If @Herbie’s solution uses an existing plugin then it may be the most straight forward approach. However, as a stimulatory thought experiment, I have come up with another potential solution. In truth my method is most likely a little computationally inefficient, as it is quite recursive.
My approach (see schematic below) would involve defining multiple adjacent ROIs (green circles) along a predefined arc/ellipse, multiple times if many circles are required, and a set distance (a) from a point of origin (X). This could all be achieved in multi-nested ‘for loops’. Within the inner-most loop you could then perform a check to see if the ROI contains a dendrite (e.g. if binarised, check for black pixels). If a dendrite is found, you can then add it to a higher-level counter ++ for that particular ellipse. However, importantly, you may want to not add to the counter if an adjacent ROI detected the dendrite, as it would indicate that this is the same dendrite (as in the example picture the blue dendrite passes through two adjacent ROIs). If two dendrites are very close to each other, then this adjacent check might fail to differentiate between the two, but you could always decrease the size of the ROIs. Also, if a dendrite comes back on itself, then my method would not work as well.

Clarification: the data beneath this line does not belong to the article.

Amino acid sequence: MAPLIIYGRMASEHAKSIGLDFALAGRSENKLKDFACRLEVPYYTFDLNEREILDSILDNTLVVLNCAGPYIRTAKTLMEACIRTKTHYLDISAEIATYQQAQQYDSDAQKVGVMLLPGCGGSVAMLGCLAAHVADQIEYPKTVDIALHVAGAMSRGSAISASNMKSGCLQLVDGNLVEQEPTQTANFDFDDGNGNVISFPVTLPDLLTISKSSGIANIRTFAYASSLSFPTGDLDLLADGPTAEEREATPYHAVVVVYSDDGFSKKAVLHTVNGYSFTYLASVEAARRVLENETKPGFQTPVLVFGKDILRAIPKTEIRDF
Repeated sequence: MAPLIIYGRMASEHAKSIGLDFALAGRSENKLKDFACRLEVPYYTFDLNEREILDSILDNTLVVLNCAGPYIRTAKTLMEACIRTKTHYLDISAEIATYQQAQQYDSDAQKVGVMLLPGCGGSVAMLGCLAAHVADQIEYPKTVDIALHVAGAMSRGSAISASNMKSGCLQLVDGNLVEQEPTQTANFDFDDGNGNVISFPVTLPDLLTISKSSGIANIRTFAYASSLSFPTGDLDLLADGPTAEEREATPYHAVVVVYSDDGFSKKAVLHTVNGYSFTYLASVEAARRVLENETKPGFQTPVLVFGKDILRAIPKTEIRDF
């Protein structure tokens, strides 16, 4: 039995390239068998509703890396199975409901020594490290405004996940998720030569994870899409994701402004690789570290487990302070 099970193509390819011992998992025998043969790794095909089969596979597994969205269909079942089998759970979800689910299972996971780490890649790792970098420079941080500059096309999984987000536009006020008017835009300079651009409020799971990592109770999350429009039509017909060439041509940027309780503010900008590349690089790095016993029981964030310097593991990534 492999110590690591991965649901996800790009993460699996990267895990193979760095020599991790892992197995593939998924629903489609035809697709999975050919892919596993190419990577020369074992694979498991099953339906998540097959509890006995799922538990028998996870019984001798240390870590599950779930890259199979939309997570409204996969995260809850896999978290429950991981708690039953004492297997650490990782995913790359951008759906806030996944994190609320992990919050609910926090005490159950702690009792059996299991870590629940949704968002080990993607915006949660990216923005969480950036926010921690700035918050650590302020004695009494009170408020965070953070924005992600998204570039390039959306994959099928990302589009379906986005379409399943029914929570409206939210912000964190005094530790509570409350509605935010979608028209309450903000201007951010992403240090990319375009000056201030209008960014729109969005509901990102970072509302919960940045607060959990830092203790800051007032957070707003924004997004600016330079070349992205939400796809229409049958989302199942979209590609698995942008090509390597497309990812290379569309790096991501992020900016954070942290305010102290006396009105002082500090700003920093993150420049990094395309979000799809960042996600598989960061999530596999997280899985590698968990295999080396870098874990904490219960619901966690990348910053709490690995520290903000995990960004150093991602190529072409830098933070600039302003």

Your question didn’t indicate that you want to individually follow each dendrite and collect a separate measure of concentric cross-sections for each, so my plan doesn’t incorporate that.